Whilst some hired cars, others booked various excursions and days out around the island for the forthcoming days. With the afternoon spent at leisure and the beautiful golden sands and clear blue sea at our disposal, most were very happy sat relaxing on around the hotel.

Wednesday 25th March
Most of the group had decided on the Catamaran tour of Barbados, where they enjoyed an all-inclusive day of food and drink, swimming with turtles and diving over shipwrecks.

During the evening, most of the group walked the lively St Lawrence gap main road in search of restaurants and bars.

Thursday 26th March
Another free day of leisure, so the group departed across Barbados to discover the island’s many delights. As the day drew to a close, we ventured out into the gap where a local rum shack and karaoke seemed a great place to enjoy the evening. The night finished at a respectable time, since we were all excited at the prospect of the 3rd ODI at the Kensington Oval in the morning.

Friday 27th March
The 1st of the two games in Barbados saw the group up early and over to the Oval ready for the 9.30am start.

Once at the Oval, we cleared security and were soon in our seats ready for the start of play. As the rain fell, it was apparent the start would be delayed, but with the many vendors inside the ground it was easy to keep yourself amused. The rain cleared and play began after the West Indies won the toss and elected to field. With the previous downfall and more rain in the air, the decision proved to be the right one as England struggled badly. Strauss, Pietersen, Collingwood, Flintoff, Prior, Broad and Andersen all failed to reach double figures and England were eventually all out for 117 in a very dismal batting display.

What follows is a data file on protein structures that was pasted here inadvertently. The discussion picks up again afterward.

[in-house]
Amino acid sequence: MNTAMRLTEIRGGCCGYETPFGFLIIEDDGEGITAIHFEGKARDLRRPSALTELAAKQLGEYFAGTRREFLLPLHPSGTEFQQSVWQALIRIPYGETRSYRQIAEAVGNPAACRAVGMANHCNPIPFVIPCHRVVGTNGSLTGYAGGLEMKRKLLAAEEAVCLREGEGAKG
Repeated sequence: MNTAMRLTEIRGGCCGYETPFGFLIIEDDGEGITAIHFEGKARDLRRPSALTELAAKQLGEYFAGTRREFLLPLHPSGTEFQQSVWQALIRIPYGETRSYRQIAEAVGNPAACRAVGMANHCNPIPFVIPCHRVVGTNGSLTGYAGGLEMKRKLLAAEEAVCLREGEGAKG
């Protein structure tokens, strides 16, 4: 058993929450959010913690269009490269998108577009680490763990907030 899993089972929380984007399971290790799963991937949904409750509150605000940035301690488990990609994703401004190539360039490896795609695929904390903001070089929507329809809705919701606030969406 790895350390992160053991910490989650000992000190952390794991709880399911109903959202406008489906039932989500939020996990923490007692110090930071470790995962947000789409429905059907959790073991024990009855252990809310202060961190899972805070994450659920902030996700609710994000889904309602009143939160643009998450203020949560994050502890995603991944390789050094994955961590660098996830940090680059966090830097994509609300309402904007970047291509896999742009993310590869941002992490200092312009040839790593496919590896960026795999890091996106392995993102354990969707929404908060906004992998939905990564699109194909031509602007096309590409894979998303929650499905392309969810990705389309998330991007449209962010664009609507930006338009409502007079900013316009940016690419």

As Gayle and Simmons entered the field, you could sense something special was going to happen and it we weren’t disappointed. Gayle smashed the most fantastic 80 runs from 43 balls and the local supporters were jubilant in their celebrations. It was great to be part of this amazing atmosphere as the Windies cruised home in just 14 overs!

Being Friday night, we had arranged a rendezvous for the group at the hotel for those of us who wanted, to travel down to Oistins for the fish market. At 7.45pm we headed down to the bus stop for the short reggae bus ride.

Once at Oistins, we were the victim of a power cut and the party was thrown into darkness. It soon became clearthat this was a problem throughout the island and we decided to stay put. Joining in with the locals with their bottles of rum seemed the best option to pass the time. After what was a probably a good two hours in the dark, the lights and sound were back on and the party ignited into life. With rum-induced spirits now sky high, dancing and partying with the locals was extremely good fun, especially the sandwich dancing. Cheers boys!

Saturday 28th March
With sore heads dotted throughout the group, for most, a leisurely morning was the order of the day. Phil and Ian from All Out Cricket magazine managed a trip over to the Accra hotel to interview Sarwan, but soon noted he was in bed with a bug. Unfortunately, their photo opportunity became a no-go. At least it gave us some hope that the WIndies maybe under-strength for tomorrow’s game! As the evening drew in, the group gathered at the hotel bar before heading over the road to the local steak house.

Sunday 29th March
The traffic was significantly reduced and we set off from the hotel slightly later for all to enjoy a Sunday lie-in. Again, we eased through security and were soon in our seats and ready to witness the 4th ODI. Talk amongst the crowed was all about Friday’s Pietersen interview in the Daily Mail. The reason for England’s dismal display seemed more obvious! Hopefully they had prepared better for today’s game…